The action got started with an incredibly close battle between Mikhail Youzhny and Jarkko Nieminen. The theme of this match was great serving an the ability to win points when it mattered. The two men continued to save themselves on break points, and there were only two broken games all match.
Youzhny was the one who got the points when it counted, though, and he advanced to the semifinals.
He will face Dmitry Tursonov, who was able to slip by Jeremy Chardy in a sloppy match that featured 13 double faults in only two short sets.
On the other side of the draw, No. 1 seed David Ferrer was able to advance as expected, although he did have a tough time with No. 5 Jerzy Janowicz. The players split the first two sets in a competitive battle, but Ferrer pulled away in the final set with a 6-0 win while taking 79 percent of the points.
While he remains a top competitor to win the entire tournament, he will first have to get past Nicolas Almagro, who continues to perform well. The Spanish star struggled with accuracy against Fabio Fognini, but he still has not lost a set this week.
These four remaining players will create what is certain to be a thrilling semifinal round.
Day 6 Scores (via ATPWorldTour.com)
No. 1 David Ferrer def. No. 3 Nicolas Almagro; 6-2, 6-3
Mikhail Youzhny def. Dmitry Tursunov; 6-2, 6-4
Top seed and defending champion David Ferrer will be the prohibitive favorite to capture the title in Valencia again, capping off Saturday's action by easily disposing of native compatriot Nicolas Almagro 6-2, 6-3.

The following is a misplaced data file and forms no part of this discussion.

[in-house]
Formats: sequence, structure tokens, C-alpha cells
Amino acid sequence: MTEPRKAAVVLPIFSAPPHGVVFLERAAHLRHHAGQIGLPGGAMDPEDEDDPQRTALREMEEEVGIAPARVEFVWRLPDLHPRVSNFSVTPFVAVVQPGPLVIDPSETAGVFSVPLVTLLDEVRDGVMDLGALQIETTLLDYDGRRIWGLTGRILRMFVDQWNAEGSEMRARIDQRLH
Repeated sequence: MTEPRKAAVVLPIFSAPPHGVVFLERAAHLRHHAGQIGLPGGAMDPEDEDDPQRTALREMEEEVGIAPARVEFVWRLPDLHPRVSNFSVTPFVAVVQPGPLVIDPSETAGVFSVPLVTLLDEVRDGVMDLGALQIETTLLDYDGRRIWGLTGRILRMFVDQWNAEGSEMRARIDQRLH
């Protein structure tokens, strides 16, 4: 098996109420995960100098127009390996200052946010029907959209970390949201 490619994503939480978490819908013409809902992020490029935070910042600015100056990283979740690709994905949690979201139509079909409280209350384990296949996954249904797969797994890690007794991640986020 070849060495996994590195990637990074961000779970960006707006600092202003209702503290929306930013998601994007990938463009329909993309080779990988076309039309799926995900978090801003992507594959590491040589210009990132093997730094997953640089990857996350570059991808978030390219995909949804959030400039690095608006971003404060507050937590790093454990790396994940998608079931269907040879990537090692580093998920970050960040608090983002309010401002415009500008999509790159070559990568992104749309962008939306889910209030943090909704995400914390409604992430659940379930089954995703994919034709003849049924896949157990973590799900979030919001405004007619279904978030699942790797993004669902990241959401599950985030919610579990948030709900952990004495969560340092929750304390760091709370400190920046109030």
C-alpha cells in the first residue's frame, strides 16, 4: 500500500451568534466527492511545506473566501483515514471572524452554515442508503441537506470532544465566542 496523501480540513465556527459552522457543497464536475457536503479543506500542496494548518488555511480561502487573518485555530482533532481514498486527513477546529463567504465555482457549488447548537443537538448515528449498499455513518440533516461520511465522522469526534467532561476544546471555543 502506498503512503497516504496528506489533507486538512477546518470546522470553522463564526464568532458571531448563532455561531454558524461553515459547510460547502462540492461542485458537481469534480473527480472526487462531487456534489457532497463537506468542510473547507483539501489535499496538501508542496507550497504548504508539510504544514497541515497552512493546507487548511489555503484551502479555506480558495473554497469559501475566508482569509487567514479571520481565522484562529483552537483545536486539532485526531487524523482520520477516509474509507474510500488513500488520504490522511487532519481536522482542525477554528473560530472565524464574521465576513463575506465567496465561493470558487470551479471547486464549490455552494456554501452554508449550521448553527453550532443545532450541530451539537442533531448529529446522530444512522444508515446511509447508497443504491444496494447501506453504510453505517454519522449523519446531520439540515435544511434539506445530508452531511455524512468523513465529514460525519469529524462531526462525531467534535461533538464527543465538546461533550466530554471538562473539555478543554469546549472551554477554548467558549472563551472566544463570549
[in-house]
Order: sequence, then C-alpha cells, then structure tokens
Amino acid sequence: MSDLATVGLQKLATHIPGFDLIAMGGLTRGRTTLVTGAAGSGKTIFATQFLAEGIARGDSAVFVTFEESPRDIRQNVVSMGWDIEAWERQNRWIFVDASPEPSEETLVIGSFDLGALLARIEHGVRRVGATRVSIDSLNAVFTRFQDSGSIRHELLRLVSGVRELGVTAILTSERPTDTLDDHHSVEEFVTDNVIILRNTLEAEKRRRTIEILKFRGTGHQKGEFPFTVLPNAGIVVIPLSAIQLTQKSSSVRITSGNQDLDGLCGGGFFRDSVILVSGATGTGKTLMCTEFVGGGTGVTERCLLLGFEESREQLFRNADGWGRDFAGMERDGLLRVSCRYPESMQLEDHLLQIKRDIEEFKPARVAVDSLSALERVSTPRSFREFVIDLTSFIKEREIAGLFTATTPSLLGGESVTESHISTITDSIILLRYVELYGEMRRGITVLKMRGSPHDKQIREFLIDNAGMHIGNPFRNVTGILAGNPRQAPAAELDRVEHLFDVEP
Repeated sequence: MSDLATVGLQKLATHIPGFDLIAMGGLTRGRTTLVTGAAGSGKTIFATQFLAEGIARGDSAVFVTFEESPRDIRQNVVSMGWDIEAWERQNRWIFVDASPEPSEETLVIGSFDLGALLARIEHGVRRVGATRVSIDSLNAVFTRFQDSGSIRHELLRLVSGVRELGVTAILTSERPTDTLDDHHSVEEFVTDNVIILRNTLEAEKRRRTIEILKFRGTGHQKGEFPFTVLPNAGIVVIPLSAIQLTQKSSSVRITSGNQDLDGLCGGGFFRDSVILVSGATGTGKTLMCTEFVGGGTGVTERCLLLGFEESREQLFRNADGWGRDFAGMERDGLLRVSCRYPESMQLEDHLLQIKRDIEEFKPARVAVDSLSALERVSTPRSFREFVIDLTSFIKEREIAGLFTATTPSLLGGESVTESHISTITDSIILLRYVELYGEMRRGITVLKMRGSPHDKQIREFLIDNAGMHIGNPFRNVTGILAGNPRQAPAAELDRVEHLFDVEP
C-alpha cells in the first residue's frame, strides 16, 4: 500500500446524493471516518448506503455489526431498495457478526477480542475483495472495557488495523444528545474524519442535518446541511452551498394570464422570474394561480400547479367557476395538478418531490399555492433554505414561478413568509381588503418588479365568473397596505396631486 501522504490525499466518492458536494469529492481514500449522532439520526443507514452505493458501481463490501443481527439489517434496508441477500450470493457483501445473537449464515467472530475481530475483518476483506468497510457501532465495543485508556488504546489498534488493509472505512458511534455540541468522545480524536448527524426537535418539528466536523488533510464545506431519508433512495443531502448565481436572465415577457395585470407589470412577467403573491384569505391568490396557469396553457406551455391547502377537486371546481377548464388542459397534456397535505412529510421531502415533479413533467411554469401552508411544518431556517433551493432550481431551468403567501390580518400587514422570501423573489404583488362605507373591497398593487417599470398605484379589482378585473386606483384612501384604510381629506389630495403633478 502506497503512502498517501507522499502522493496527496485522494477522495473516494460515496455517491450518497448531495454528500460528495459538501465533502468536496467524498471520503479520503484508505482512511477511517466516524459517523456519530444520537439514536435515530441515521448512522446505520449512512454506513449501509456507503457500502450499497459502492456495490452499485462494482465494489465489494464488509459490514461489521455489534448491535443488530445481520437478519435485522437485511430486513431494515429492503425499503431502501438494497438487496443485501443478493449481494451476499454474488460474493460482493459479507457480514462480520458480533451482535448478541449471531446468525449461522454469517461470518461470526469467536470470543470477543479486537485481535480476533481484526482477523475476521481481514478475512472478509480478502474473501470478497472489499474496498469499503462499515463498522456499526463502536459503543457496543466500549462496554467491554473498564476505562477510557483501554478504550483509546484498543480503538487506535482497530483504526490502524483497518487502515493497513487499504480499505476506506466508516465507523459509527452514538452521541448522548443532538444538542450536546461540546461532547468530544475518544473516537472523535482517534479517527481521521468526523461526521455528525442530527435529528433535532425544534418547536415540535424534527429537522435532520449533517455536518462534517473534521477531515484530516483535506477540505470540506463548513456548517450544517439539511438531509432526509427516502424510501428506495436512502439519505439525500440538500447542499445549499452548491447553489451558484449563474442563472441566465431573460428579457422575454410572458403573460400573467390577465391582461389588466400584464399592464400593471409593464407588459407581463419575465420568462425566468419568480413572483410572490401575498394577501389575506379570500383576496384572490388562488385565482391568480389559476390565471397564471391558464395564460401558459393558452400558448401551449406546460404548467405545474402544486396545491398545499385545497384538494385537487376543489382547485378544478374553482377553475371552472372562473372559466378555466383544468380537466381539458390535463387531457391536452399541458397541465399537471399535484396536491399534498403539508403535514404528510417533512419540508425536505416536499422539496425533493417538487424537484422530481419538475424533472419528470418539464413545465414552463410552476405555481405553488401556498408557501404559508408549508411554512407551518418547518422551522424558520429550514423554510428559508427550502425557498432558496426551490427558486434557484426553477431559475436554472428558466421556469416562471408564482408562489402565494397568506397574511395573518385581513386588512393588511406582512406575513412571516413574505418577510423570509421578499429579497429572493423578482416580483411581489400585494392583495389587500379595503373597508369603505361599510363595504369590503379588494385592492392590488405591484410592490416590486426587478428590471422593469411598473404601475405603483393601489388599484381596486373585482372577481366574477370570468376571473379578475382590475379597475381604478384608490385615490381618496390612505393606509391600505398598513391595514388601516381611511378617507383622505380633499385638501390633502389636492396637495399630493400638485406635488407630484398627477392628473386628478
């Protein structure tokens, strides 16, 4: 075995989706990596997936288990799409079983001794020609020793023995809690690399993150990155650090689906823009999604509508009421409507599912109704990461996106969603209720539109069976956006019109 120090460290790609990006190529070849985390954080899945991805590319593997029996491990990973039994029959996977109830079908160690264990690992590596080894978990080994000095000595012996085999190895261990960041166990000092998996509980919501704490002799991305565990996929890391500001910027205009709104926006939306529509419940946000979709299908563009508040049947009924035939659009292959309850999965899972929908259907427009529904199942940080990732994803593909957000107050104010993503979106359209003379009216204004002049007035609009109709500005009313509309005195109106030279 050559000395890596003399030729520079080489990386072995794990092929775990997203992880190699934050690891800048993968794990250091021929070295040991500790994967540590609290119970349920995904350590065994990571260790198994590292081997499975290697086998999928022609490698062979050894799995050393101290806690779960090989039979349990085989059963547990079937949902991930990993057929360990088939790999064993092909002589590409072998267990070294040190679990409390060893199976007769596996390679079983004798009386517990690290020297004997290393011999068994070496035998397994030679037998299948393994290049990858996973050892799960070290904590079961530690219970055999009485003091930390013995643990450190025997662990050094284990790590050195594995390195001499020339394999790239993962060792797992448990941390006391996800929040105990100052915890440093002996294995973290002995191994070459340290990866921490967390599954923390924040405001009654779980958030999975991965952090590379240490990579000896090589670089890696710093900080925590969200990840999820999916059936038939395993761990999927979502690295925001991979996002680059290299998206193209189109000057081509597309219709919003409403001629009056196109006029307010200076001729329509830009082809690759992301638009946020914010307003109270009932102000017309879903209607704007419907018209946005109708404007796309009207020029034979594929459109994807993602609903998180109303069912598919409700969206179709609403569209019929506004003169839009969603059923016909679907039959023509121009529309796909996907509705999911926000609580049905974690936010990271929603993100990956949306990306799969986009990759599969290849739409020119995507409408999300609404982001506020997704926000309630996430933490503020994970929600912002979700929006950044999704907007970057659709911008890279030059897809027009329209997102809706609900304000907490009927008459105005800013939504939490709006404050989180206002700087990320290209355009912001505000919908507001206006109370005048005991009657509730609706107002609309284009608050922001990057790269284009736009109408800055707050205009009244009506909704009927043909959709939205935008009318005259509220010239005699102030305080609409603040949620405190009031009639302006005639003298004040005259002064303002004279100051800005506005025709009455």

Ferrer beat the only man who has ever pulled off back-to-back trophies at this event with a sharp service game in the opening set, hitting 76 percent of his first serves in play.
There were only three total break point opportunities for Ferrer in that set but he capitalized on two of them, while Almagro didn't even have a chance to break back. That set the tone for the remainder of the match, when the outcome was never really in doubt.
Mikhail Youzhny will do his best to knock off the three-time tournament champion Ferrer in the final, as the Russian advanced past Dmitry Tursunov 6-2, 6-4 in the first semifinal showdown.
An amazing display in defense saw Youzhny win a whopping 50 percent of his return points. That type of grit will be necessary on the indoor hardcourts against Ferrer, who is as physically fit of a player as there is on the ATP.
A win would give Youzhny his second singles title of 2013, which would match his career best for a season.
Day 7 Scores (via ATPWorldTour.com)
Mikhail Youzhny def. No. 1 David Ferrer; 6-3, 7-5
Mikhail Youzhny capped off an impressive tournament to win his second title of the season. He also earned a victory in a clay-court event in Gstaad, Switzerland.
In this matchup, he was able to pull off the upset against top-seeded David Ferrer thanks to a big advantage on first serves. Youzhny won 27 of his 37 points on first serves, including five aces compared to only two double faults.
While Ferrer was solid with his serve as well, he simply could not keep up in the first set. In the second set, the Spanish player just did not get the points that mattered and fell 7-5.
Although Youzhny did not face a single seeded player until the finals, he was solid throughout to earn the title over an impressive field.
Meanwhile, this loss will not affect Ferrer too much after already putting together an outstanding year. He has already qualified for the ATP World Tour finals and should be a top competitor at that prestigious event.